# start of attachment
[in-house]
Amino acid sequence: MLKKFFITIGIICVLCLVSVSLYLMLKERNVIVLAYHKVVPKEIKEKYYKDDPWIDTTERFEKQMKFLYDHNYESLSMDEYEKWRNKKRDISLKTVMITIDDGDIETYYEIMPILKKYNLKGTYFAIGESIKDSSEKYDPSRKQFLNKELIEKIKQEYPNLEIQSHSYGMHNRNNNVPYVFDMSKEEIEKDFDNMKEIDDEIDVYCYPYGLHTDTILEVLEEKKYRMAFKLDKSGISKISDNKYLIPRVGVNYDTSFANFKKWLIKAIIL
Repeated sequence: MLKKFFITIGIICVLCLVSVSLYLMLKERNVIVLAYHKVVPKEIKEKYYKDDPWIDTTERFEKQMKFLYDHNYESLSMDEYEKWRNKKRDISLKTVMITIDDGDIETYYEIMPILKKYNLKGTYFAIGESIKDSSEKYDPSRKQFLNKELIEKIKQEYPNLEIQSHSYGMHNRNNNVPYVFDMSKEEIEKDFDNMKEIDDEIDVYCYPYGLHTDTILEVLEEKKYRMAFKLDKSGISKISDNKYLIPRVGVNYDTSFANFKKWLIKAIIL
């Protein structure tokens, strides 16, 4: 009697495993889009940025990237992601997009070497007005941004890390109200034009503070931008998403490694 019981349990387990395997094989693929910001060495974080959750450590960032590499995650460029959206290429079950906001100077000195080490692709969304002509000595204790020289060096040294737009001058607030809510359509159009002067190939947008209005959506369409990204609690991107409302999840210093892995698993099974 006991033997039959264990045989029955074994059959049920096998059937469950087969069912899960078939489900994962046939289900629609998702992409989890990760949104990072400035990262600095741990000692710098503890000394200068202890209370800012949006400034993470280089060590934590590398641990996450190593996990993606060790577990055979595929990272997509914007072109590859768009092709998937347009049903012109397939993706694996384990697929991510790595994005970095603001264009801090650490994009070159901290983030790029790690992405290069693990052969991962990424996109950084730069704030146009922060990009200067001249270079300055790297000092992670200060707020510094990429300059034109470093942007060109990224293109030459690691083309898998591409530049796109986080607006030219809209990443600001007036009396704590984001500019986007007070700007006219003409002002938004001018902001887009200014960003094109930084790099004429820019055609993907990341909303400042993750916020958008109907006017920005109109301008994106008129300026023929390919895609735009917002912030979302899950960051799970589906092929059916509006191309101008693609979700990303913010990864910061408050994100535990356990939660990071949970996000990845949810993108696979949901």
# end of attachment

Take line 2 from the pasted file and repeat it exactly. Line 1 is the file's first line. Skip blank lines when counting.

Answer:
Amino acid sequence: MLKKFFITIGIICVLCLVSVSLYLMLKERNVIVLAYHKVVPKEIKEKYYKDDPWIDTTERFEKQMKFLYDHNYESLSMDEYEKWRNKKRDISLKTVMITIDDGDIETYYEIMPILKKYNLKGTYFAIGESIKDSSEKYDPSRKQFLNKELIEKIKQEYPNLEIQSHSYGMHNRNNNVPYVFDMSKEEIEKDFDNMKEIDDEIDVYCYPYGLHTDTILEVLEEKKYRMAFKLDKSGISKISDNKYLIPRVGVNYDTSFANFKKWLIKAIIL